Microsoft's Timely Response to Shadow Brokers Threat Raises Questions
April 18, 2017
Just as the Shadow Brokers hacker group started crowing about a dump of never-seen-before flaws in Windows, Microsoft announced it already had fixed most of the exploits. "Today, Microsoft triaged a large release of exploits made publicly available by Shadow Brokers," said Microsoft Principal Security Group Manager Phillip Misner. "Most of the exploits are already patched."
Federal Agencies Turn to Software-Defined Data Storage
April 17, 2017
Federal agencies seeking to deal with huge amounts of information have begun embracing the software-defined data center, a technology tool that has come into vogue for managing and storing data. The SDDC is an offshoot of IT virtualization that uses a software-defined architecture. Agencies have been striving to save money and improve data storage and management in response to government mandates.
Anbox Could Be the Android-to-Linux Tool Devs Have Been Waiting For
April 13, 2017
The ability to run Android apps natively in a Linux desktop environment is a step closer to realization, thanks to Anbox, a new open source project. Simon Fels, lead software engineer at Canonical, last week debuted a pre-alpha release of the Anbox platform, which he has been working on independently since 2015. There were quite a few problems to solve on the way to a working version, he said.
Qualcomm Answers Apple's $1B Lawsuit, Files Counterclaims
April 12, 2017
Qualcomm on Monday fired back with a response and counterclaim to Apple's $1 billion federal patent suit filed earlier this year. Apple breached agreements and encouraged regulatory attacks in a scheme to coerce unfair licensing terms, Qualcomm claimed. Apple's suit argues that Qualcomm used its dominant position in semiconductors to force it to pay billions in unfair additional royalty payments.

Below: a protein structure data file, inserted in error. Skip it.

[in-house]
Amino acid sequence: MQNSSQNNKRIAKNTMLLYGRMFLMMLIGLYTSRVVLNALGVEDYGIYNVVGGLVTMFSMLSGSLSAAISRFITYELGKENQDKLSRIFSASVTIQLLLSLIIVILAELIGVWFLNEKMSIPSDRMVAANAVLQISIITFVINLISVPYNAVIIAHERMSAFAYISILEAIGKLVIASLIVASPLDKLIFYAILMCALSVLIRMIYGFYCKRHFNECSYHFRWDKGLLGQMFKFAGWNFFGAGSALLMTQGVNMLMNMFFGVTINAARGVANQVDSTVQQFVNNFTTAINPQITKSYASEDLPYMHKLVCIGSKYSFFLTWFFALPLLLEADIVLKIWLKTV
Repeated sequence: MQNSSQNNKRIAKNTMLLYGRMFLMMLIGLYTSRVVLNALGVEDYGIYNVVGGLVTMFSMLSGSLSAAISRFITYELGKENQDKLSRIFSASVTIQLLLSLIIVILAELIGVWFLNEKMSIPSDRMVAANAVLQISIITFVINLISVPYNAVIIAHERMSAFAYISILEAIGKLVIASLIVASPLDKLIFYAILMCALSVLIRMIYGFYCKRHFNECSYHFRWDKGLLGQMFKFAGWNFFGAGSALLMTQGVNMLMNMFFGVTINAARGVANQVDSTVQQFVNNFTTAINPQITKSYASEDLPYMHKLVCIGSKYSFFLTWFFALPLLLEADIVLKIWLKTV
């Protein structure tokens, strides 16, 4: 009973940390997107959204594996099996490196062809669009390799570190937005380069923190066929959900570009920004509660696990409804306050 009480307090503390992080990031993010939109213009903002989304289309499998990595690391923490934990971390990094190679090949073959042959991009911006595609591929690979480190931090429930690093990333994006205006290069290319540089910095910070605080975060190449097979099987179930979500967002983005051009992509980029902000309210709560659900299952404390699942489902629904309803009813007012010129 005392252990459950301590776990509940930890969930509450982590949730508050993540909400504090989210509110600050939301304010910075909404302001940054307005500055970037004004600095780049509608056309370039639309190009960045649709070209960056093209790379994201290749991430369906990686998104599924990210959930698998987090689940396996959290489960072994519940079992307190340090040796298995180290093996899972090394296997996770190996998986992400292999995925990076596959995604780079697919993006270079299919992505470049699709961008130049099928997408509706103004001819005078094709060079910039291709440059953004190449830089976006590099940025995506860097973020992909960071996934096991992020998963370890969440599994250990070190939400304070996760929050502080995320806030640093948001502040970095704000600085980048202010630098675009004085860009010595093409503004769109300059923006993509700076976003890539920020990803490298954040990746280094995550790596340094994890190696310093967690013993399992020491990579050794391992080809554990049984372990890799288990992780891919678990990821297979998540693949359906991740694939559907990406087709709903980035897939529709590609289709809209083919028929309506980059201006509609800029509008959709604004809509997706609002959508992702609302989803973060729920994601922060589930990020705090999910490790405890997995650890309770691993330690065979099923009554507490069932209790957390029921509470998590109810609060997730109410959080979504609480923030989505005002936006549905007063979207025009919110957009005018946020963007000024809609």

Kingsoft Adds Cloud Support to WPS Office
April 11, 2017
Kingsoft had announced an expansion to its WPS Office suite to include WPS Cloud. The upgrade enables users to work in a cross-platform office suite environment with added storage, file roaming and sharing capabilities. The cloud-enhanced version is available for PCs and mobile as a fully functional free release and with premium subscriptions. It runs on Linux, Windows, Mac and Android devices.
Shuttleworth Gives Up Hope for Convergence Breakthrough
April 7, 2017
Canonical's long and winding quest for a unified user experience came to a sudden halt on Wednesday, as founder Mark Shuttleworth announced the firm's decision to stop investing in its struggling Unity8 shell and revert to Gnome. The 6-year-old Unity plan was to create a user interface that could work on various types of devices, ranging from a mobile phone to a personal computer or tablet.
Microsoft's Project Scorpio Goes to Extremes
April 6, 2017
The latest specs for the upcoming Xbox update, codenamed "Project Scorpio," suggest that it could take gaming to new extremes. Microsoft officially unveiled Project Scorpio at last year's E3, but it has offered few details about what gamers can expect, until now. Project Scorpio reportedly is ahead of schedule, but it is still at least six months away from a consumer launch.
Fatdog64: More Bark Than Bite
April 6, 2017
Fatdog64 has the potential to serve as an alternative lightweight OS to Linux distros such as Puppy Linux, Knoppix and Zephyr. However, it has some critical usability issues that need to be fixed first. Fatdog64 seems to have lost its performance edge over earlier versions that made it more appealing as an alternative "frugal" Linux candidate. The latest update does nothing to remedy that problem.